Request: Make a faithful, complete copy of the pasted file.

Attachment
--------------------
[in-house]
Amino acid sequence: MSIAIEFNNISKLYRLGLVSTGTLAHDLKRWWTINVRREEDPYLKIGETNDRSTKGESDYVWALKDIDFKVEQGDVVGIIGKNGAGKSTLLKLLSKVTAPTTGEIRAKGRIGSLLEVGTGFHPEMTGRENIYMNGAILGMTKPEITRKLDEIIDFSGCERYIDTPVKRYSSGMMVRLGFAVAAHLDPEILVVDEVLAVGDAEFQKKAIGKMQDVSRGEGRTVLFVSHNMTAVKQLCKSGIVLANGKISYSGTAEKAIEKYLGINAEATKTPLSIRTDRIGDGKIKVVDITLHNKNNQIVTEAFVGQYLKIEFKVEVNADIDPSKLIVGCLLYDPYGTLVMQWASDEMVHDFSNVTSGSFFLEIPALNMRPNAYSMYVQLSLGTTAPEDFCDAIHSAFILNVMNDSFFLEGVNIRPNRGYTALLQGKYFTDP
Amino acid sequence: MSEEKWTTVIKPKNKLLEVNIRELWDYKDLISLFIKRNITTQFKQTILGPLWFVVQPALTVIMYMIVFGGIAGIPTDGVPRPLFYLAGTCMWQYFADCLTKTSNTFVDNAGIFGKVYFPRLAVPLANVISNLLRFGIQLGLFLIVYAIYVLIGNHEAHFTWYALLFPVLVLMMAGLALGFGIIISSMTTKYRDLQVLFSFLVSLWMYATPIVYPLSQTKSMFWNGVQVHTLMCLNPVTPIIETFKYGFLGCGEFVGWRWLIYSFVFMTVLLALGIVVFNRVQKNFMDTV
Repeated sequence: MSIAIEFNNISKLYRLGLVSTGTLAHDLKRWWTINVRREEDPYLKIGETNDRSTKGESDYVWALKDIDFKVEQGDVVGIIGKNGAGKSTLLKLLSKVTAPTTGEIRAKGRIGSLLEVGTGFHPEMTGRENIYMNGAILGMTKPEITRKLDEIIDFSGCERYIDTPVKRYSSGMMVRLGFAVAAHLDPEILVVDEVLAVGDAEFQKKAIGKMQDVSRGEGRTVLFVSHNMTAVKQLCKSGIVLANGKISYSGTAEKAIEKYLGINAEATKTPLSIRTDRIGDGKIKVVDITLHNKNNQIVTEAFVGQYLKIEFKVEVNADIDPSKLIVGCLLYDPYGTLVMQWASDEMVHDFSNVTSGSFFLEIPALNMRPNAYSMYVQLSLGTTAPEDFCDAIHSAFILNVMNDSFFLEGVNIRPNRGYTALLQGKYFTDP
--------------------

[in-house]
Amino acid sequence: MSIAIEFNNISKLYRLGLVSTGTLAHDLKRWWTINVRREEDPYLKIGETNDRSTKGESDYVWALKDIDFKVEQGDVVGIIGKNGAGKSTLLKLLSKVTAPTTGEIRAKGRIGSLLEVGTGFHPEMTGRENIYMNGAILGMTKPEITRKLDEIIDFSGCERYIDTPVKRYSSGMMVRLGFAVAAHLDPEILVVDEVLAVGDAEFQKKAIGKMQDVSRGEGRTVLFVSHNMTAVKQLCKSGIVLANGKISYSGTAEKAIEKYLGINAEATKTPLSIRTDRIGDGKIKVVDITLHNKNNQIVTEAFVGQYLKIEFKVEVNADIDPSKLIVGCLLYDPYGTLVMQWASDEMVHDFSNVTSGSFFLEIPALNMRPNAYSMYVQLSLGTTAPEDFCDAIHSAFILNVMNDSFFLEGVNIRPNRGYTALLQGKYFTDP
Amino acid sequence: MSEEKWTTVIKPKNKLLEVNIRELWDYKDLISLFIKRNITTQFKQTILGPLWFVVQPALTVIMYMIVFGGIAGIPTDGVPRPLFYLAGTCMWQYFADCLTKTSNTFVDNAGIFGKVYFPRLAVPLANVISNLLRFGIQLGLFLIVYAIYVLIGNHEAHFTWYALLFPVLVLMMAGLALGFGIIISSMTTKYRDLQVLFSFLVSLWMYATPIVYPLSQTKSMFWNGVQVHTLMCLNPVTPIIETFKYGFLGCGEFVGWRWLIYSFVFMTVLLALGIVVFNRVQKNFMDTV
Repeated sequence: MSIAIEFNNISKLYRLGLVSTGTLAHDLKRWWTINVRREEDPYLKIGETNDRSTKGESDYVWALKDIDFKVEQGDVVGIIGKNGAGKSTLLKLLSKVTAPTTGEIRAKGRIGSLLEVGTGFHPEMTGRENIYMNGAILGMTKPEITRKLDEIIDFSGCERYIDTPVKRYSSGMMVRLGFAVAAHLDPEILVVDEVLAVGDAEFQKKAIGKMQDVSRGEGRTVLFVSHNMTAVKQLCKSGIVLANGKISYSGTAEKAIEKYLGINAEATKTPLSIRTDRIGDGKIKVVDITLHNKNNQIVTEAFVGQYLKIEFKVEVNADIDPSKLIVGCLLYDPYGTLVMQWASDEMVHDFSNVTSGSFFLEIPALNMRPNAYSMYVQLSLGTTAPEDFCDAIHSAFILNVMNDSFFLEGVNIRPNRGYTALLQGKYFTDP